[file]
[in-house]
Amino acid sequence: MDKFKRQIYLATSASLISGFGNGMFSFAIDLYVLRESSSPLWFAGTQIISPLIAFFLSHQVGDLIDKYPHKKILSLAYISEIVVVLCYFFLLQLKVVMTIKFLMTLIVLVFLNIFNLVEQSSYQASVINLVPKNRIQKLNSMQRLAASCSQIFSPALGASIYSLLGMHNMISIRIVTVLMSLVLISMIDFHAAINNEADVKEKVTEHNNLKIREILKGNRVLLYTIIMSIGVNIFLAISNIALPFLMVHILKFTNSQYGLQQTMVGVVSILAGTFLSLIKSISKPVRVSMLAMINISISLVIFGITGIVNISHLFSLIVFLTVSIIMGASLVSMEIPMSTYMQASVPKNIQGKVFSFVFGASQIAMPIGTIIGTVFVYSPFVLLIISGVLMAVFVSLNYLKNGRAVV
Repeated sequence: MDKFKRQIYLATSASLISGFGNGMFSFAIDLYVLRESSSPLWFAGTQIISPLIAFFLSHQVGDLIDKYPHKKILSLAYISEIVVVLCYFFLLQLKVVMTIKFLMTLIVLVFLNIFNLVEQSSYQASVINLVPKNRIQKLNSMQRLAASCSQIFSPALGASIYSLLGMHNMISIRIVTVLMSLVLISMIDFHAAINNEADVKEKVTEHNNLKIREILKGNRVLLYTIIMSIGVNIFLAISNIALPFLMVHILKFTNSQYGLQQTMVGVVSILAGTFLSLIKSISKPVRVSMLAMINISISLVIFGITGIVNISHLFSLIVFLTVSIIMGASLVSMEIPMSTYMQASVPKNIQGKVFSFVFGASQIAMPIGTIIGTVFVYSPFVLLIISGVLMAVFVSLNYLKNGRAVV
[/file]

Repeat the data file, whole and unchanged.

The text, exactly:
[in-house]
Amino acid sequence: MDKFKRQIYLATSASLISGFGNGMFSFAIDLYVLRESSSPLWFAGTQIISPLIAFFLSHQVGDLIDKYPHKKILSLAYISEIVVVLCYFFLLQLKVVMTIKFLMTLIVLVFLNIFNLVEQSSYQASVINLVPKNRIQKLNSMQRLAASCSQIFSPALGASIYSLLGMHNMISIRIVTVLMSLVLISMIDFHAAINNEADVKEKVTEHNNLKIREILKGNRVLLYTIIMSIGVNIFLAISNIALPFLMVHILKFTNSQYGLQQTMVGVVSILAGTFLSLIKSISKPVRVSMLAMINISISLVIFGITGIVNISHLFSLIVFLTVSIIMGASLVSMEIPMSTYMQASVPKNIQGKVFSFVFGASQIAMPIGTIIGTVFVYSPFVLLIISGVLMAVFVSLNYLKNGRAVV
Repeated sequence: MDKFKRQIYLATSASLISGFGNGMFSFAIDLYVLRESSSPLWFAGTQIISPLIAFFLSHQVGDLIDKYPHKKILSLAYISEIVVVLCYFFLLQLKVVMTIKFLMTLIVLVFLNIFNLVEQSSYQASVINLVPKNRIQKLNSMQRLAASCSQIFSPALGASIYSLLGMHNMISIRIVTVLMSLVLISMIDFHAAINNEADVKEKVTEHNNLKIREILKGNRVLLYTIIMSIGVNIFLAISNIALPFLMVHILKFTNSQYGLQQTMVGVVSILAGTFLSLIKSISKPVRVSMLAMINISISLVIFGITGIVNISHLFSLIVFLTVSIIMGASLVSMEIPMSTYMQASVPKNIQGKVFSFVFGASQIAMPIGTIIGTVFVYSPFVLLIISGVLMAVFVSLNYLKNGRAVV